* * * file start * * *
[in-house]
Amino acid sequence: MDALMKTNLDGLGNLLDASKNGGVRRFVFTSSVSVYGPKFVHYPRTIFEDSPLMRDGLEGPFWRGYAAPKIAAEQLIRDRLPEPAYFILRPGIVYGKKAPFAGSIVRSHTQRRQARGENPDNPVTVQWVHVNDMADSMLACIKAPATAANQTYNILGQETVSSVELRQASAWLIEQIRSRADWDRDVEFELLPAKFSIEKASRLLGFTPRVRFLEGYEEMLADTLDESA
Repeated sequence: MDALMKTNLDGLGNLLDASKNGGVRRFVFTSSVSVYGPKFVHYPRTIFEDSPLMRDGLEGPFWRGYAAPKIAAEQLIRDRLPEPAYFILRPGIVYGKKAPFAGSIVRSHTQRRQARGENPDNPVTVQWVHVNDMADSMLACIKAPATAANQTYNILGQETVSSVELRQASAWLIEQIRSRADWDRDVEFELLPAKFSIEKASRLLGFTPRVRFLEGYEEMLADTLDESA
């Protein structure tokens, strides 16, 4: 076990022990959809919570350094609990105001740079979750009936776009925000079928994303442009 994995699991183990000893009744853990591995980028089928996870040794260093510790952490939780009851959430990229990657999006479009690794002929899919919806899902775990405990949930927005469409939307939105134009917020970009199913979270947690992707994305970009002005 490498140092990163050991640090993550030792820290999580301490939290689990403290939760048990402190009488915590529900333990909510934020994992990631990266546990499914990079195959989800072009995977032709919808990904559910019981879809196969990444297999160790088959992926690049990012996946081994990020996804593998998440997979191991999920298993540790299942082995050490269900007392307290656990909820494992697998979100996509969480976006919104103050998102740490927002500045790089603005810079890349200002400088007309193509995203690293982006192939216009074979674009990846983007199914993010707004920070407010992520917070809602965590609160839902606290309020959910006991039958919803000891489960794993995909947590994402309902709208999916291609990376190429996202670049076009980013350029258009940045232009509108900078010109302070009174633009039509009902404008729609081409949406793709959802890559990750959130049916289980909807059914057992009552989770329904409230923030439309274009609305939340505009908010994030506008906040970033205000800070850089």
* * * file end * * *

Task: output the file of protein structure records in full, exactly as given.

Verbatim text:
[in-house]
Amino acid sequence: MDALMKTNLDGLGNLLDASKNGGVRRFVFTSSVSVYGPKFVHYPRTIFEDSPLMRDGLEGPFWRGYAAPKIAAEQLIRDRLPEPAYFILRPGIVYGKKAPFAGSIVRSHTQRRQARGENPDNPVTVQWVHVNDMADSMLACIKAPATAANQTYNILGQETVSSVELRQASAWLIEQIRSRADWDRDVEFELLPAKFSIEKASRLLGFTPRVRFLEGYEEMLADTLDESA
Repeated sequence: MDALMKTNLDGLGNLLDASKNGGVRRFVFTSSVSVYGPKFVHYPRTIFEDSPLMRDGLEGPFWRGYAAPKIAAEQLIRDRLPEPAYFILRPGIVYGKKAPFAGSIVRSHTQRRQARGENPDNPVTVQWVHVNDMADSMLACIKAPATAANQTYNILGQETVSSVELRQASAWLIEQIRSRADWDRDVEFELLPAKFSIEKASRLLGFTPRVRFLEGYEEMLADTLDESA
């Protein structure tokens, strides 16, 4: 076990022990959809919570350094609990105001740079979750009936776009925000079928994303442009 994995699991183990000893009744853990591995980028089928996870040794260093510790952490939780009851959430990229990657999006479009690794002929899919919806899902775990405990949930927005469409939307939105134009917020970009199913979270947690992707994305970009002005 490498140092990163050991640090993550030792820290999580301490939290689990403290939760048990402190009488915590529900333990909510934020994992990631990266546990499914990079195959989800072009995977032709919808990904559910019981879809196969990444297999160790088959992926690049990012996946081994990020996804593998998440997979191991999920298993540790299942082995050490269900007392307290656990909820494992697998979100996509969480976006919104103050998102740490927002500045790089603005810079890349200002400088007309193509995203690293982006192939216009074979674009990846983007199914993010707004920070407010992520917070809602965590609160839902606290309020959910006991039958919803000891489960794993995909947590994402309902709208999916291609990376190429996202670049076009980013350029258009940045232009509108900078010109302070009174633009039509009902404008729609081409949406793709959802890559990750959130049916289980909807059914057992009552989770329904409230923030439309274009609305939340505009908010994030506008906040970033205000800070850089």